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ORIGINAL ARTICLE
Year : 2021  |  Volume : 14  |  Issue : 4  |  Page : 172-178

Acute kidney injury in COVID-19 patients – Dubai Hospital experience: Incidence, risk factors and outcome


Department of Nephrology, Dubai Health Authority, Dubai Hospital, Dubai, United Arab Emirates

Correspondence Address:
Kashif Gulzar
Department of Nephrology, Dubai Health Authority, Dubai Hospital, Dubai
United Arab Emirates
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Source of Support: None, Conflict of Interest: None


DOI: 10.4103/hmj.hmj_21_21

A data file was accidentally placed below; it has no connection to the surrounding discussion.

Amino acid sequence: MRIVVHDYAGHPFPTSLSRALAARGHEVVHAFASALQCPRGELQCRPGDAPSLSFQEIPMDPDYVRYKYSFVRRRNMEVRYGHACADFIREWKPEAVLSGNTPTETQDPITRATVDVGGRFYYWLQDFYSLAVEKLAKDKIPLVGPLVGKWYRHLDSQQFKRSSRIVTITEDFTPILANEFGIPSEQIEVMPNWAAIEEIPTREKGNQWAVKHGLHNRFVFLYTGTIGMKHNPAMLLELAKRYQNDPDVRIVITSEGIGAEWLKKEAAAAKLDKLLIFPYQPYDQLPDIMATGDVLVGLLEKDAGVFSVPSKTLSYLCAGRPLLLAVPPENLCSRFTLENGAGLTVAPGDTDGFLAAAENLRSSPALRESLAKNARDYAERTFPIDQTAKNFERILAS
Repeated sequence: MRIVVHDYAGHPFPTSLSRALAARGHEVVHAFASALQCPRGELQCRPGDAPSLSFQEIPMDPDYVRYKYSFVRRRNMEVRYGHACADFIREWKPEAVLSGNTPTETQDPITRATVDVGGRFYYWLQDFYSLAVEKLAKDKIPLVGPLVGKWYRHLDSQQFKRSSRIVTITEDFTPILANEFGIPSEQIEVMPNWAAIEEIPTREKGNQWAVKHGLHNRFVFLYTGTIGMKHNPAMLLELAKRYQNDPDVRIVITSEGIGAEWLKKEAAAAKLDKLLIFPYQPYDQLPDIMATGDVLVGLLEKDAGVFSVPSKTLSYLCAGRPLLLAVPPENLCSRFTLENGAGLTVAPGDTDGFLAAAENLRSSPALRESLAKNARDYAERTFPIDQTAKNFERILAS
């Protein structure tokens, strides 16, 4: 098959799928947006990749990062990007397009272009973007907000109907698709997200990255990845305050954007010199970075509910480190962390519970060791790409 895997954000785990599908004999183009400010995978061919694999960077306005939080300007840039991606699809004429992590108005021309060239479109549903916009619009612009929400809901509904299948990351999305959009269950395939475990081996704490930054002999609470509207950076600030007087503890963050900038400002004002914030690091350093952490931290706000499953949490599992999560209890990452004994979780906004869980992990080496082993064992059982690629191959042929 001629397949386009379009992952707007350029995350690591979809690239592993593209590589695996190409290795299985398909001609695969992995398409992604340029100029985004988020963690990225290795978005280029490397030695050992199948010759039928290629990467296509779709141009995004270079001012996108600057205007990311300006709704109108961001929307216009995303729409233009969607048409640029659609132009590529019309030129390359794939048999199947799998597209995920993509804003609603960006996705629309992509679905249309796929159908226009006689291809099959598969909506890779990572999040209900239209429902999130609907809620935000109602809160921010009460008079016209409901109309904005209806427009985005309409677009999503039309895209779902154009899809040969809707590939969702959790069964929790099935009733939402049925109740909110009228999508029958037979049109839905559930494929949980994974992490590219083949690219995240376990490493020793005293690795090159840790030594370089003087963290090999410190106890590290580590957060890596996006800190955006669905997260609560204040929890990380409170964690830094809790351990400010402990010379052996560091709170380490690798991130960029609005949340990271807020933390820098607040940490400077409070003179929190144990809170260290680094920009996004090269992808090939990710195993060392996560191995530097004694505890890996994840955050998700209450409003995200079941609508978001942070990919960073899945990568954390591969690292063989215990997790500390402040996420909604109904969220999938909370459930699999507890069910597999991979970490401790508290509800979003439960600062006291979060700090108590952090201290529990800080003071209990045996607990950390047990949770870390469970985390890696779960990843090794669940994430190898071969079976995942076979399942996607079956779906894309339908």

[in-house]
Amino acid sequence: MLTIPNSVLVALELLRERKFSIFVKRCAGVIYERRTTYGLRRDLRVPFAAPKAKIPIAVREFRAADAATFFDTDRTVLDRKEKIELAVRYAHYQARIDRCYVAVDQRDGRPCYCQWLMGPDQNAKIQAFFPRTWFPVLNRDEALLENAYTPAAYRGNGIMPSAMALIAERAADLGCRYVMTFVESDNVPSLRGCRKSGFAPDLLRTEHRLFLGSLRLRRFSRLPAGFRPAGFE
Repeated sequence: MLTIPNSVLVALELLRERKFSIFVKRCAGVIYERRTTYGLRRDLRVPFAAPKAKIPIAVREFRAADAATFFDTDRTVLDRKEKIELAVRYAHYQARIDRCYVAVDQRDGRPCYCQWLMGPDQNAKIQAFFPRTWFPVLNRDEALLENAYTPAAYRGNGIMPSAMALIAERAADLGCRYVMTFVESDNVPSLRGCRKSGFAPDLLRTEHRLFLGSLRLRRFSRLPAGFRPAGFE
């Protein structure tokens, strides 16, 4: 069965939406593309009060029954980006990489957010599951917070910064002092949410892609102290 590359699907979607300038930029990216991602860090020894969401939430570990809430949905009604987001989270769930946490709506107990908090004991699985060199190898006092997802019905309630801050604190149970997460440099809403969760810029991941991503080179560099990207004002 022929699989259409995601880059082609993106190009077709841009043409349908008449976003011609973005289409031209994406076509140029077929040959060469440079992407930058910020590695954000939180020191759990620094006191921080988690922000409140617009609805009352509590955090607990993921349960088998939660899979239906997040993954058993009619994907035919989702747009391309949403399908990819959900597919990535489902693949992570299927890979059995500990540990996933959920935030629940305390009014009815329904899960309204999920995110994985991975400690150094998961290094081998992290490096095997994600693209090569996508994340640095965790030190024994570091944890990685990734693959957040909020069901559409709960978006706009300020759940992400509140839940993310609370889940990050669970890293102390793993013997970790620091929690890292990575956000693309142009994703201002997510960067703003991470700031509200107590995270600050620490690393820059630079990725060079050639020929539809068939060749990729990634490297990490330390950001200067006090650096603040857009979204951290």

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Background: The key features of coronavirus disease 2019 (COVID-19) are diffuse alveolar damage and lung failure and also kidney and other organ involvements are reported. However, renal complications are not well explored yet. Aim: In this study, we report distinctive experience with acute kidney injury (AKI) in COVID-19 patients and provide its incidence, risk factors and outcome to improve understanding of this complication. Methods: This retrospective cohort study was conducted in Dubai Hospital from 1 April 2020 to 4 June 2020. We analyse 586 COVID-positive admitted patients' data. Information regarding demographics, comorbidities, medications, clinical and laboratory data and outcomes was collected from patients' electronic medical records. Multivariate analyses were performed to determine the association of AKI with inhospital mortality. Results: The median age was 48.30 (21–92) years; more than 88% of the patients were male. One hundred and thirty-five (23.03%) patients developed AKI during hospitalisation. Male sex, haemodynamic instability, mechanical ventilation, acute respiratory distress syndrome, admission high ferritin, creatinine, D-dimer and low absolute lymphocyte count have identified risk factors for inhospital AKI. The mortality rate in the AKI population was 39.86%, and multivariate analyses reveal that age >75 years, creatinine >1.5 mg/dl at admission, mechanical ventilation and AKI Stage 3 are risk factors associated with high mortality. Conclusion: Incidence of AKI in hospitalised COVID-19 patients is high and associated with high mortality, especially in AKI Stage 3. Planning is needed to handle AKI in COVID patients.


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